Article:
Davis using $150,000 grant to patrol for speeders

Extra funding will pay for additional shifts of officers on roadways

By Lana Groves
Deseret News

Published: Friday, July 3, 2009 1:18 a.m. MDT
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BOUNTIFUL Driving 5 mph over the speed limit in Davis County could be more hazardous in the future.
Davis County law enforcement agencies are cracking down on high speeds in construction, residential, school and other zones thanks to a $150,000 federal grant. The extra funding to conduct speed overtime enforcement will procure an additional 40-45 shifts of officers patrolling all major roadways, city streets and school zones.
"The biggest change will come from the visible presence," said Utah Highway Patrol Col. Daniel Fuhr. "When you personally go down the road and see a police officer, your immediate reaction is to slow down and check the speedometer."
Representatives from most of the eight agencies encouraging speed limit compliance kicked off the campaign Tuesday. UHP officials believe the additional officers in five-hour shifts will promote slower speeds, especially around construction zones where an extra 10 mph over the speed limit can mean the difference between a fatal and injury causing collision.
"Even half a second can make all the difference in the world," said Cory Pope, Utah Department of Transportation northern Utah director. "Going 55 versus 65 miles per hour in a 10-mile construction zone gives you an extra 100 seconds. Imagine what you can do with just a little under two minutes."
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Tooele and Salt Lake County received similar grants from the Utah Department of Public Safety's Highway Safety Office for various safety campaigns, from which UHP Sgt. Ted Tingey said Tooele saw a 10 percent reduction in speeding tickets.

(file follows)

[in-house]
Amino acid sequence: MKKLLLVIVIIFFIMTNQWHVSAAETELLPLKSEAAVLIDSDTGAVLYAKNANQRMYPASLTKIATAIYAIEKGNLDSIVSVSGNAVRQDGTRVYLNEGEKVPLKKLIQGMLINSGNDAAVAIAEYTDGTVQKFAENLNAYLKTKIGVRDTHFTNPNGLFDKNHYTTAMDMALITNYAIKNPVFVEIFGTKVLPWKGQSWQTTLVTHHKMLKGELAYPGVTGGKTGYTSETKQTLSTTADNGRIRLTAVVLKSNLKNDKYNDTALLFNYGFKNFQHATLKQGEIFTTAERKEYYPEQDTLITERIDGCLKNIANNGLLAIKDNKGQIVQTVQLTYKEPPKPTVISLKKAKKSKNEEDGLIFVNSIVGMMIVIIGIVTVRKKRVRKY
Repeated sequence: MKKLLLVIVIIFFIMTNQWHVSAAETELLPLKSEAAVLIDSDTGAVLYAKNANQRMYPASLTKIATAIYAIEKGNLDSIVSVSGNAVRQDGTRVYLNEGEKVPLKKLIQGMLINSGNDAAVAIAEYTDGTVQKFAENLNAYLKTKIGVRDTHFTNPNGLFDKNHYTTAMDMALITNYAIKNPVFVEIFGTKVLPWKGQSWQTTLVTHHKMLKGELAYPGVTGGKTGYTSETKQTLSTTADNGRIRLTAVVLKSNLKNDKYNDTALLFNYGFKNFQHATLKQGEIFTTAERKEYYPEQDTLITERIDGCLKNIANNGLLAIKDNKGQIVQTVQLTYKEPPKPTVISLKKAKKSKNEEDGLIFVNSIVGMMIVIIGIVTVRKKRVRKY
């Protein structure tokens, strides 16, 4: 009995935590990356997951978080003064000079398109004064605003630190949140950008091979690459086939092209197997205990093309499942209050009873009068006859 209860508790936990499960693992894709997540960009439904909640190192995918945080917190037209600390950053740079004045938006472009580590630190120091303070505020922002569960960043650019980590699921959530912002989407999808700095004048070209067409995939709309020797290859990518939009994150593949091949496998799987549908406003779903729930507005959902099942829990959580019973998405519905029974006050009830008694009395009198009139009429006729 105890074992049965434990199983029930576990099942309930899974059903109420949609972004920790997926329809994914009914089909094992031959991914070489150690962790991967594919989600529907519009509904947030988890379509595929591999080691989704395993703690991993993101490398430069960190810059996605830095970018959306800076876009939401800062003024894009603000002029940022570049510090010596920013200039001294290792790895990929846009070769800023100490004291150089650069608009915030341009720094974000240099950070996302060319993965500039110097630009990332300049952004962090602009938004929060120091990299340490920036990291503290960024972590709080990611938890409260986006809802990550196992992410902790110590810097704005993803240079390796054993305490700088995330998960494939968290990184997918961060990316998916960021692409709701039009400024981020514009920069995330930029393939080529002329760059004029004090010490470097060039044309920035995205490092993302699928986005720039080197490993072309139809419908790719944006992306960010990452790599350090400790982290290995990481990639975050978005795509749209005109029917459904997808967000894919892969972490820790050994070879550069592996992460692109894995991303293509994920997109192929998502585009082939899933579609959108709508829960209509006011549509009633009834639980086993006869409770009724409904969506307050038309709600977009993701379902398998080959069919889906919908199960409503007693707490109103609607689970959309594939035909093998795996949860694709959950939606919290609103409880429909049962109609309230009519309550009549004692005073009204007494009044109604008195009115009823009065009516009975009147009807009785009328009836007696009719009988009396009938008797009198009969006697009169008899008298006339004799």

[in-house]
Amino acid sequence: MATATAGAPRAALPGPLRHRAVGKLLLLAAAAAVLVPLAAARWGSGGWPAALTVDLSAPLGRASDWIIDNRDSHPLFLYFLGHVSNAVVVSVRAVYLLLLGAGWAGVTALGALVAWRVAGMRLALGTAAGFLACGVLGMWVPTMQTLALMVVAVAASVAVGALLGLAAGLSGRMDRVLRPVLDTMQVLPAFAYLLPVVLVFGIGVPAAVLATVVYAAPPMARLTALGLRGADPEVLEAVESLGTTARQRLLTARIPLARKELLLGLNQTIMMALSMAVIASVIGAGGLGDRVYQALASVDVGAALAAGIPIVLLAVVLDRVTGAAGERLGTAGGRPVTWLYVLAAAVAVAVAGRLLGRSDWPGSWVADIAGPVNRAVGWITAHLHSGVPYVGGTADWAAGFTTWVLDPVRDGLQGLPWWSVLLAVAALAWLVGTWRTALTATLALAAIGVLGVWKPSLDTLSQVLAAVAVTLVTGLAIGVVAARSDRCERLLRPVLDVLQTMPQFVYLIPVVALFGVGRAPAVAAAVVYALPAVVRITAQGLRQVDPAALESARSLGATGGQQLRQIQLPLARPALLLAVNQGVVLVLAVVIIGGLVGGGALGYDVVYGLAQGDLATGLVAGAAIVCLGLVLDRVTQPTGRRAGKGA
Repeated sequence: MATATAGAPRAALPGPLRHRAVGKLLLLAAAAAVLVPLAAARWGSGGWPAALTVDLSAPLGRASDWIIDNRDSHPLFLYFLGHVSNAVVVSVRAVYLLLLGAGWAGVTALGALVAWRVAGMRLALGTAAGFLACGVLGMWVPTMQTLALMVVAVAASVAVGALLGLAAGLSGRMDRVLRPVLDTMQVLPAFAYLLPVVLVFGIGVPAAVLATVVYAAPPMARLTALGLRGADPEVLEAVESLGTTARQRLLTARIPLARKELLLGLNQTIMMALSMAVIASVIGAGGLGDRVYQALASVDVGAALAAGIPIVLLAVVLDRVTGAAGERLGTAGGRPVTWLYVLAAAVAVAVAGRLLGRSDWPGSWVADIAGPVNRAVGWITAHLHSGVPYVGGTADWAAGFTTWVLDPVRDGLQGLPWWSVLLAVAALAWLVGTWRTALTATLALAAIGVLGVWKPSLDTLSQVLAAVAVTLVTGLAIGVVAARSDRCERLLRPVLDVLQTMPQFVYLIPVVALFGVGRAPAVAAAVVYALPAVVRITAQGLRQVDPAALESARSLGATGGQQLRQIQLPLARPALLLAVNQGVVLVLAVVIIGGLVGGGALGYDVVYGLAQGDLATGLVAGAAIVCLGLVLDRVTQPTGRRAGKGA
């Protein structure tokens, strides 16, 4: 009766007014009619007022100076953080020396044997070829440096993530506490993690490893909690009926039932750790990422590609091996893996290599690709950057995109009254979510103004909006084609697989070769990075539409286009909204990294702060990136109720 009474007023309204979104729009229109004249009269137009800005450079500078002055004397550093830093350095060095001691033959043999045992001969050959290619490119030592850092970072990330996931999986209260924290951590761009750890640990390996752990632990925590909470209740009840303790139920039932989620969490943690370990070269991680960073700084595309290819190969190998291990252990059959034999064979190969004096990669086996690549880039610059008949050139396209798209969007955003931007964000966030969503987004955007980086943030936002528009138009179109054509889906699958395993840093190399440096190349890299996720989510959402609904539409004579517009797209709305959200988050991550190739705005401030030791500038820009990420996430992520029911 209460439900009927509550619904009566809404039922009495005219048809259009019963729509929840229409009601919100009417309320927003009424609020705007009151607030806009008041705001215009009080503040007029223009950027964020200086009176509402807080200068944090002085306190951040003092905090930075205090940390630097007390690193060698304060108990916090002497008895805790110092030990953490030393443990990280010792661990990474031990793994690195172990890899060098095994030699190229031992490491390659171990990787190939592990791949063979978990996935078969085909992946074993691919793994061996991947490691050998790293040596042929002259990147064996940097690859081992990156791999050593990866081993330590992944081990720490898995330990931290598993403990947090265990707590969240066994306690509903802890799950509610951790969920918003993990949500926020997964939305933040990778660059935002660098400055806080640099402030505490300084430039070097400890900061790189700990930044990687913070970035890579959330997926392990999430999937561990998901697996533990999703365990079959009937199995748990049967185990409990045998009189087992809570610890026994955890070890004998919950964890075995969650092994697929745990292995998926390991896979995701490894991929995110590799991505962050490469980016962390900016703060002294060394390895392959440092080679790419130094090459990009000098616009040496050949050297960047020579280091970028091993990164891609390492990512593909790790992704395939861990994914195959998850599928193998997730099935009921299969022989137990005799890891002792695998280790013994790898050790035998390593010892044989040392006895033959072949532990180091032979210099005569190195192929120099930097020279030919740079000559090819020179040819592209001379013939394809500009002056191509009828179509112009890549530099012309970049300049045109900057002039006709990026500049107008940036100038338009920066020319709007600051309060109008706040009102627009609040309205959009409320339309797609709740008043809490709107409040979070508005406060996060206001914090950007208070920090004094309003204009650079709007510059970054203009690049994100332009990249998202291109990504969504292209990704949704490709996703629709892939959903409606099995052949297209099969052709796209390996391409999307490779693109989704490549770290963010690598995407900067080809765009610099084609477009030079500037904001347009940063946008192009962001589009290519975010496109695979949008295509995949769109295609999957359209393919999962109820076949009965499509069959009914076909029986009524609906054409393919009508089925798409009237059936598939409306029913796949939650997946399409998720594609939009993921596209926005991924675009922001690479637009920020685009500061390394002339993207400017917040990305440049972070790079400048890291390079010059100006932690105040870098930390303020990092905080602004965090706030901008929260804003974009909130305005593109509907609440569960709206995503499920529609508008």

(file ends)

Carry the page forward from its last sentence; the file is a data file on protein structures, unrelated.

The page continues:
But unlike Tooele, Davis County is "sandwiched" between Ogden and Salt Lake City, making it traffic-laden with commuters bustling back-and-forth.
"And with Legacy Parkway, I-15, I-89 and Redwood Road, there are large stretches of area where people pick up speed," Tingey said. "There have been a lot of crashes recently in these areas."
Construction projects that congest traffic with fewer and slower lanes will increase with continued areas blocked off on I-15, including the I-215 to 600 North project.
UHP officials report that speeding violations and speeding-related incidents haven't increased on major roadways, but some cities have reported an increase in violations over the past couple of years.
Bountiful police showed an increase from 2,047 in 2008 to nearly 3,000 hazardous citations issued in 2009, which includes speeding, failure to yield or stop at signs and more. Clearfield police reported an increase from 872 to 1,084 citations issued from 2008-09.
Tingey said a fatal accident on I-15 near a construction zone in North Salt Lake last month didn't spur the campaign but shows the need for lower driving speeds. He said officers will be more strict about pulling over drivers speeding more than 5 mph over the speed limit, especially in construction zones where the fines are doubled.
Officials will also enforce driving speeds through educational seminars and talking to high school and junior high students about speeding, trooper Cameron Roden said.
"It's the kind of accidents that can be prevented," Tingey said. "We want motorists to realize this by the number of tickets written."
Officials said they would request additional funds to continue the campaign if it proves successful.